Sally Pryor, ‘Moral dilemma for National Gallery of Australia as Shiva saga continues’
First published in The Canberra Times, 26 March 2013
The National Gallery of Australia may have a moral obligation to return the allegedly smuggled Shiva sculpture back to India and its rightful home in a southern temple, says the former director of the National Museum.
Craddock Morton, who directed the museum from 2003-2007, said the scandal gripping the gallery over the provenance of the $5 million sculpture purchased from a disgraced New York art dealer raised questions over whether major institutions should hold such items at all.
“I think it also opens the larger question of how many of these major treasures of the past of other countries should be acquired by museums not within their own countries, and whether this is a signal that really the West – for want of something better to call it – should really be thinking hard about the return of these objects,” he said.
”I think the question of who owns the past … if it was acquired legally and then legally owned and so forth – I think that sort of legal question is really superseded by the moral question about where something is best located. My feeling is that something is best located where it belongs, and where it comes from, for a whole range of reasons, not least because to understand something to the utmost extent you can, I think you need to understand it in situ.”
As well as running the National Museum, Mr Morton was chair of the National Cultural Heritage Committee from 2006 to 2010, the body set up to implement the Protection of Movable Cultural Heritage Act 1986. The act protects both national and international cultural property, giving effect to the 1970 UNESCO Convention prohibiting and preventing illegal imports, exports and transfer of cultural property.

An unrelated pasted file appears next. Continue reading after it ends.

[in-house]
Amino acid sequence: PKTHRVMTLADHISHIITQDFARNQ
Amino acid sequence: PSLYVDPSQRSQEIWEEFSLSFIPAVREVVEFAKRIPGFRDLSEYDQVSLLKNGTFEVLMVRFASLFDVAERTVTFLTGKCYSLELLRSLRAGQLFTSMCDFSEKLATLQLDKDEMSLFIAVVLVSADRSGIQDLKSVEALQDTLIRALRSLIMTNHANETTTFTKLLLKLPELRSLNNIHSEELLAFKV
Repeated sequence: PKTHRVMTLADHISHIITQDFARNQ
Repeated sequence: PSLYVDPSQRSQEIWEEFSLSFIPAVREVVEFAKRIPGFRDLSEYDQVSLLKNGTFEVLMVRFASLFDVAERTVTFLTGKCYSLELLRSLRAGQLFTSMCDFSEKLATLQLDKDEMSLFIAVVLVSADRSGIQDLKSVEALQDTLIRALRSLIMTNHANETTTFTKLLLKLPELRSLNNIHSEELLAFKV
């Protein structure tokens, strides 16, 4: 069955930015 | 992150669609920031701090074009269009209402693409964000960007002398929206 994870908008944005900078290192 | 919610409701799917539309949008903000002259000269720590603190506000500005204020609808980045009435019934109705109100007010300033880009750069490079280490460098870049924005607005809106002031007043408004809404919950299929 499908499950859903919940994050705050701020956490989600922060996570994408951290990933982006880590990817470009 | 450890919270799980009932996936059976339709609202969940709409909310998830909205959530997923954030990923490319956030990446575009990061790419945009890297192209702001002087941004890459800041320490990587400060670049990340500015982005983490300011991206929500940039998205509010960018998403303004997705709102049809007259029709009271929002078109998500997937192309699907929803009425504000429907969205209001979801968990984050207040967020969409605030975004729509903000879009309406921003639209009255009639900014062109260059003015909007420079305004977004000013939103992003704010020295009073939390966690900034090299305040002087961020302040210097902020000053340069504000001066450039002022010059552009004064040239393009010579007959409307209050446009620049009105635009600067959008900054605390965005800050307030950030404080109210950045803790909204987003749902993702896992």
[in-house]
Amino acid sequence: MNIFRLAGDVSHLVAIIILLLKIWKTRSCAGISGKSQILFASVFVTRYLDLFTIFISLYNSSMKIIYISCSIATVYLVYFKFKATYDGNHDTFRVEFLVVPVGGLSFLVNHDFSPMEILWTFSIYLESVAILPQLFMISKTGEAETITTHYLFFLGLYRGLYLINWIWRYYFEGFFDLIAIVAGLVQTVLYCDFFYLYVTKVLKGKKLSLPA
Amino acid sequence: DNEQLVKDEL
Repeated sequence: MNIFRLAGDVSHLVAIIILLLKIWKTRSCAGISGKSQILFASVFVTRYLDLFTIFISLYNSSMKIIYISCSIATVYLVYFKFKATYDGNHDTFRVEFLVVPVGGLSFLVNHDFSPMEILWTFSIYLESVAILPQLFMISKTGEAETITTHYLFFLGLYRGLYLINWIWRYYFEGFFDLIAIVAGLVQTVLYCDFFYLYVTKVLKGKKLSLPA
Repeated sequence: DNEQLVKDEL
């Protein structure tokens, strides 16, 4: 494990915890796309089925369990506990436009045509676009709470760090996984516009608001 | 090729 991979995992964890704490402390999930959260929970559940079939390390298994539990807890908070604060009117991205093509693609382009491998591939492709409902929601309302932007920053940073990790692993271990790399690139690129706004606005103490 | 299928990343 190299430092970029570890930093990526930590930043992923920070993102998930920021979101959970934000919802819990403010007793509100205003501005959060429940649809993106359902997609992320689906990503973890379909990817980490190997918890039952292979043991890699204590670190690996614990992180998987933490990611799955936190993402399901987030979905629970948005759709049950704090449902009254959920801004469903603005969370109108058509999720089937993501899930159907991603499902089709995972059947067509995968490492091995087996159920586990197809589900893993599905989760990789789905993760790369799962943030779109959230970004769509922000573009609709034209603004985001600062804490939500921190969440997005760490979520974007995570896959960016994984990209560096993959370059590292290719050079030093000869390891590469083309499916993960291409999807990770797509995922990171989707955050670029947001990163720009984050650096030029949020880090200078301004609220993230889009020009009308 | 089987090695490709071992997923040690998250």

Mr Morton said it was almost always the case that developed countries were forced to repatriate cultural objects back to the developing countries of their origin, rather than the other way around.
Robyn Sloggett, director of the centre for cultural materials conservation at the University of Melbourne, argues there remain unresolved ethical issues regarding antiquities. ”For museums there’s a stronger moral position that should be taken,” Associate Professor Sloggett said, regardless of whether an object was acquired before the 1970 UNESCO ruling.
Asked about the works acquired by the NGA, she said: ”The checking of provenance is something that in the past, and it would appear currently, … is not being done as rigorously as it could be.
”The fact that you have a document accompanying an artwork is hardly any of what constitutes proper evidence … On the educative argument it falls down, on the moral argument it falls down, but on the legal argument it (also) falls down.”
with Debbie Cuthbertson